WASHINGTON — Despite all the threats Israel sees surrounding it, for the delegates assembled Sunday in the packed Washington Convention Center housing the 2013 AIPAC Policy Conference, Iran’s attempt to procure a nuclear weapon still loomed largest.
At the conference, which takes place just weeks before President Barack Obama sets off to Israel for the first foreign trip of his second term, there seemed to be an unspoken understanding that 2013 will be a decisive year for Israel’s security, with dangers lurking north, south and east.
At the opening plenary session of the conference, two leading former US foreign policy officials spoke of their mutual, desired outcome for the Iranian nuclear standoff — prevention — yet offered two distinct views on how to reach it.
Ambassador Dennis Ross, a former Mideast envoy in the Clinton Administration and previously Obama’s top adviser on Iran in the National Security Council, advocated a P5+1 negotiation strategy aimed at a final offer to Iran on uranium enrichment. “It’s time to go to an endgame,” Ross said Sunday morning. The weakness inherent in a step-by-step negotiation strategy, Ross argued, is that “Iranians have been playing the rope-a-dope strategy.”
Rather, offering an endgame proposal that would be theoretically satisfactory to both Iran and the West allows the P5+1 to call the Iranians on their bluff, Ross argued. “If you’re denying an excuse [for refusing an agreement], and the Iranians don’t respond, then maybe the position of the P5+1 has to be […] alright, we are beginning to lose patience.”
Ross’s counterpart, Elliott Abrams, was decidedly less optimistic about the prospect of recent negotiations yielding a positive outcome. “I worry about what I see in the papers,” said Abrams, a former deputy national security adviser to George W. Bush. “It appears to me we are negotiating with ourselves. We see no concessions with Iran.”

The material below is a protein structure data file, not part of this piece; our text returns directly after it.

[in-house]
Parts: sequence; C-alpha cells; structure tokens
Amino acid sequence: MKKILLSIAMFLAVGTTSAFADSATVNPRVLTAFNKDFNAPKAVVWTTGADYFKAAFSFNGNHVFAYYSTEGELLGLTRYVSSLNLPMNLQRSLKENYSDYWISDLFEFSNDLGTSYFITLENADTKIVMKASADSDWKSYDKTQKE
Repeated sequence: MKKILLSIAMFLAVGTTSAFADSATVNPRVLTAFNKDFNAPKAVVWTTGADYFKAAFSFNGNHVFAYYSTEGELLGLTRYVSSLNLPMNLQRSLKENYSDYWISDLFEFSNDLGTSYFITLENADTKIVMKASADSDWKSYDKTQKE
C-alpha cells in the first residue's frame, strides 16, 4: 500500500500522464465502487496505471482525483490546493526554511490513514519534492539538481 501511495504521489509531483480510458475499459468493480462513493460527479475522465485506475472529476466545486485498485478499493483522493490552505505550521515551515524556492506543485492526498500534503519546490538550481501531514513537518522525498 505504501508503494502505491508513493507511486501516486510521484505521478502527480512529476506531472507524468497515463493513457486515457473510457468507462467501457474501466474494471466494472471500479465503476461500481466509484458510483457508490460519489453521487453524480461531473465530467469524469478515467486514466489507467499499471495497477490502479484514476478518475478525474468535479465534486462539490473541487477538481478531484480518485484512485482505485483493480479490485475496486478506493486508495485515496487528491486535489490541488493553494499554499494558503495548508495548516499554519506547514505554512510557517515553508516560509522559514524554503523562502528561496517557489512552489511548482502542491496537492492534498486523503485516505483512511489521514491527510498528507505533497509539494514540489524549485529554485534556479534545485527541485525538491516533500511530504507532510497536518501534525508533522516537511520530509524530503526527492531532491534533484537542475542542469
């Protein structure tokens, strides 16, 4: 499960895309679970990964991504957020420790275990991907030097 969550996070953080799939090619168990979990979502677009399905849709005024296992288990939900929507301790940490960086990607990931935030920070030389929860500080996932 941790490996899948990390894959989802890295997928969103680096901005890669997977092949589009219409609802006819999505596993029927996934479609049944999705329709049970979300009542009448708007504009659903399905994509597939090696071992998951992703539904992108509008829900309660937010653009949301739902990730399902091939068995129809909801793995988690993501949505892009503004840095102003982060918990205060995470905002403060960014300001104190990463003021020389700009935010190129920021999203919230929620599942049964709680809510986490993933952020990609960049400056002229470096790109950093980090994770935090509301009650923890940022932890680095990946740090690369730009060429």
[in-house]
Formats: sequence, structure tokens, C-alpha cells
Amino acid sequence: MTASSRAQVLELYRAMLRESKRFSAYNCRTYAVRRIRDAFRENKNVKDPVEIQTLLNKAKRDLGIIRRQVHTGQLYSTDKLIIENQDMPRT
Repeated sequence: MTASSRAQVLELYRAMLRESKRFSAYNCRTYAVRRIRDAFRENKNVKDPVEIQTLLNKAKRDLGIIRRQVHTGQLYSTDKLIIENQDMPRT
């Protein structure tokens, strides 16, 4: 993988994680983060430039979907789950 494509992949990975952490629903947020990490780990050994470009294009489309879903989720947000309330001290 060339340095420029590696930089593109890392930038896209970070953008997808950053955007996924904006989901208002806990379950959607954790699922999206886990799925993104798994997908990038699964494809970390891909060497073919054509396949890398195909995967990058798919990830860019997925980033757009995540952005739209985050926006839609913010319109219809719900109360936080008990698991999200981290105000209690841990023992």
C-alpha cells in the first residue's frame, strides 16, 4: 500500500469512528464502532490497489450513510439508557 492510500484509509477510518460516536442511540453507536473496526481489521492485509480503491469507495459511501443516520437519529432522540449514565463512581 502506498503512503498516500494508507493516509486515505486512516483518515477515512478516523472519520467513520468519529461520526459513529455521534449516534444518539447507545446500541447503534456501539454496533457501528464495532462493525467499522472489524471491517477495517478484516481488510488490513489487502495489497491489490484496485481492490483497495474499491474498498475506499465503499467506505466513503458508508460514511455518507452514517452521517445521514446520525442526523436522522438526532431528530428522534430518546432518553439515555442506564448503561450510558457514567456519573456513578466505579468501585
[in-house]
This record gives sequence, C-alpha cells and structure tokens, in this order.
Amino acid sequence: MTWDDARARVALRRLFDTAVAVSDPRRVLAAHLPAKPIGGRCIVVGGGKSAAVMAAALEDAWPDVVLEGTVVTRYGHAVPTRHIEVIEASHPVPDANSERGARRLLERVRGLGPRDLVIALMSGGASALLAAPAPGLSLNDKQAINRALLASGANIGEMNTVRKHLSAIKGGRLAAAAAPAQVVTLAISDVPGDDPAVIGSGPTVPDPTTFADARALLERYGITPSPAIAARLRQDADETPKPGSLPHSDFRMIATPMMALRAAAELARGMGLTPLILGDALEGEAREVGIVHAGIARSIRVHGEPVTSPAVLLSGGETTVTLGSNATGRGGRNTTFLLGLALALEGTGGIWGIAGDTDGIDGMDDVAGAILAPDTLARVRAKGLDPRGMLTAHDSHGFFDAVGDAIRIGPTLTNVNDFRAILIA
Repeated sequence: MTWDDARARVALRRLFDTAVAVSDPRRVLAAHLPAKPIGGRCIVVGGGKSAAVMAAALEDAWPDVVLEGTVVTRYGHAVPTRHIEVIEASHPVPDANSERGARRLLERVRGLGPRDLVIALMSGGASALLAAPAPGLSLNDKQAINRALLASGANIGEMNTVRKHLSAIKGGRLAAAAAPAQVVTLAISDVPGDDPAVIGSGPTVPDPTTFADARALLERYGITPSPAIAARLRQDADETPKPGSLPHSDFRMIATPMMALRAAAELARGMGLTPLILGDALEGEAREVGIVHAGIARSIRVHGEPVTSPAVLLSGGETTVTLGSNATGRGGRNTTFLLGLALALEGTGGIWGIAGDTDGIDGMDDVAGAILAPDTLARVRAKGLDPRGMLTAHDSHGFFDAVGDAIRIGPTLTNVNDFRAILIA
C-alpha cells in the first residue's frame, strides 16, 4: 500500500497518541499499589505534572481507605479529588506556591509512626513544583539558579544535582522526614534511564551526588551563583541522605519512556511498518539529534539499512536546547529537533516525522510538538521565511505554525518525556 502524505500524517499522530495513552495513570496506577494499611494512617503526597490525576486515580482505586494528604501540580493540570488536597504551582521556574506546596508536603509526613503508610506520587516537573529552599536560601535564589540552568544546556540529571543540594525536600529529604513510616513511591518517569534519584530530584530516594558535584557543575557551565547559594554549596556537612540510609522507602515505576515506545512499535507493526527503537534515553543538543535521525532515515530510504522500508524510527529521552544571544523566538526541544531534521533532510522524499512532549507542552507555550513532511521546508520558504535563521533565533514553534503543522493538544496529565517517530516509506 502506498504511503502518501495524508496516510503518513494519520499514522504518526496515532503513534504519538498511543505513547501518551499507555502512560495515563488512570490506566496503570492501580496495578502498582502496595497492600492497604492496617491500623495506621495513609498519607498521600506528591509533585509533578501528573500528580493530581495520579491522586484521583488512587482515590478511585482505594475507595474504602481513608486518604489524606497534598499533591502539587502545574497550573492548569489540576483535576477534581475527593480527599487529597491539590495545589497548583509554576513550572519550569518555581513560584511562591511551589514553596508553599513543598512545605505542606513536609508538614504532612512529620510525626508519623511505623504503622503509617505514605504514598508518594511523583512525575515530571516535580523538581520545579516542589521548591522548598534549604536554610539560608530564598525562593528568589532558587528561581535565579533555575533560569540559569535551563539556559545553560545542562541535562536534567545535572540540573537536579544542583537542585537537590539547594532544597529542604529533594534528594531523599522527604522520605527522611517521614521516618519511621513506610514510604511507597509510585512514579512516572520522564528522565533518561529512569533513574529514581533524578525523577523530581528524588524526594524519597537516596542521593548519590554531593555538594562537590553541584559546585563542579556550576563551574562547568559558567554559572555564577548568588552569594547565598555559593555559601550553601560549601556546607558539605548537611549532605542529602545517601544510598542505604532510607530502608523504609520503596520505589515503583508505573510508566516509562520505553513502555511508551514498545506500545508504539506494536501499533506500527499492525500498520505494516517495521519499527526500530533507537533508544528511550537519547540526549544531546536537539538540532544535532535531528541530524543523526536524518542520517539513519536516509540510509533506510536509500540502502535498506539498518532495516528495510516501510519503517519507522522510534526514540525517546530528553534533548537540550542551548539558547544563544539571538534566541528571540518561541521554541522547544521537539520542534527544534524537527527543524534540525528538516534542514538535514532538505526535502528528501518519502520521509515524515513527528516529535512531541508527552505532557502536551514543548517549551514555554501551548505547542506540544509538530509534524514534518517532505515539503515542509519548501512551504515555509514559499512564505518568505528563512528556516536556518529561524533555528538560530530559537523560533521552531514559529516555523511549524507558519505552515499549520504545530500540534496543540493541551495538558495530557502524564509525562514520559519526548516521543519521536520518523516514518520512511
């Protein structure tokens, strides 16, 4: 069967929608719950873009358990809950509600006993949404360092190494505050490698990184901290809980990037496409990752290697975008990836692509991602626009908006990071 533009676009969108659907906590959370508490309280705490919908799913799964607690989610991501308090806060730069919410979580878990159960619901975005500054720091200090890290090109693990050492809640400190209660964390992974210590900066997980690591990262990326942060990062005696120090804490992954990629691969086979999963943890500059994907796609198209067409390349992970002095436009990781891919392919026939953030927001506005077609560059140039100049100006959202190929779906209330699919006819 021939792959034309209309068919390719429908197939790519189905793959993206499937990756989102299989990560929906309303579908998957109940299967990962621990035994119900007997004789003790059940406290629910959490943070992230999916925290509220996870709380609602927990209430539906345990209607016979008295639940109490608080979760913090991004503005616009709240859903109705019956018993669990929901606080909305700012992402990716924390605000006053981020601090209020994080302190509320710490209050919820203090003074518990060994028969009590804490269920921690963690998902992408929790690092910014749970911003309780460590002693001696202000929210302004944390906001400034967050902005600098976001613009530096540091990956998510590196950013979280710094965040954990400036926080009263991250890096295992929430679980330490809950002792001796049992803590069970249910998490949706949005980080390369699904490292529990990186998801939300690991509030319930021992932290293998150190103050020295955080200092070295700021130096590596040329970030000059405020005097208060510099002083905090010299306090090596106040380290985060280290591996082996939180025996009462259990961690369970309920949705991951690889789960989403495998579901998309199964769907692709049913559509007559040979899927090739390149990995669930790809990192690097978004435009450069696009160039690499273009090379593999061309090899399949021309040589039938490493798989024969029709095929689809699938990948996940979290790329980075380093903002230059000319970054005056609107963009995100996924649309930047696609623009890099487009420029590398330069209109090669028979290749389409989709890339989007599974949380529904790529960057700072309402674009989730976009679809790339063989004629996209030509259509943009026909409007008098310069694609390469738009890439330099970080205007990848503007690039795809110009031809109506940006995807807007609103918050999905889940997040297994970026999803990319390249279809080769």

While sanctions have effectively sent the Iranians’ economy spiraling, Abrams maintained that “the goal of sanctions is to prevent them from getting closer to a nuclear weapons capability, and we are failing to do that.”
The questions over the Iranian nuclear threat come at a time in United States political discourse when policymakers face complex political and ideological fights over the future of Washington’s foreign policy.
While pro-Israel advocates have welcomed Obama’s consistent reiterations that he would prevent Iran from obtaining a nuclear weapon, many vociferously criticized the president for nominating Chuck Hagel, a foreign policy “realist” who has previously advocated against war with Iran, for secretary of defense.
Additionally, while leading policymakers in Washington believe that an Iran with a nuclear weapon would present a national security threat to the United States, a growing number of dissenting, isolationist-leaning members of Congress (both Republican and Democrat) have argued that America’s economic condition poses a greater threat to national security than does any outside danger. A war with Iran, these members reason, would not only be wrong-headed, but it would waste billions of dollars and divert American attention from focusing on the recovery at home.
With these contradictory factors pushing and pulling at each other on Capitol Hill, can anyone conclude with full confidence that 2013 will be a decisive year with Iran?
Many leading voices on the issue, including both Ross and Abrams themselves, have previously stated that 2013 will indeed find either the US or Israel attacking Iran military, should diplomacy fail. Other Middle East experts, however, are not so sure.
“The notion that they are somehow inexorably drawing towards military action is wrongheaded,” said Aaron David Miller, a former adviser on Middle East issues to six secretaries of state between 1988 and 2003, in an interview. “This will be the year of no decision.”
This is due to three key factors, Miller argues: Israel’s awareness of the risks of a strike, Iran’s own determination to avoid a military strike, and Obama’s wariness of potential complications arising from war with Iran.
Miller argued: “Even though I suspect Obama is prepared to act because he does not want to be the first US president to preside over Iran crossing the nuclear threshold, that decision will be a long one.” When combined with Israel’s reticence and Iran’s “Tom and Jerry game” on negotiations, “These three self-reinforcing realities [... ] will combine to make much of 2013 a year of indecision when it comes to the question of peace or war.”
Taken together, the question of whether the moment of truth with Iran is near, and if it can be avoided, may remain open for now. Still, for the thousands of delegates who showed up at Capitol Hill’s doorstep for this year’s Policy Conference — Democrats, Republicans, and Independents alike — the end goal was, as always, unanimous: prevention is the only option.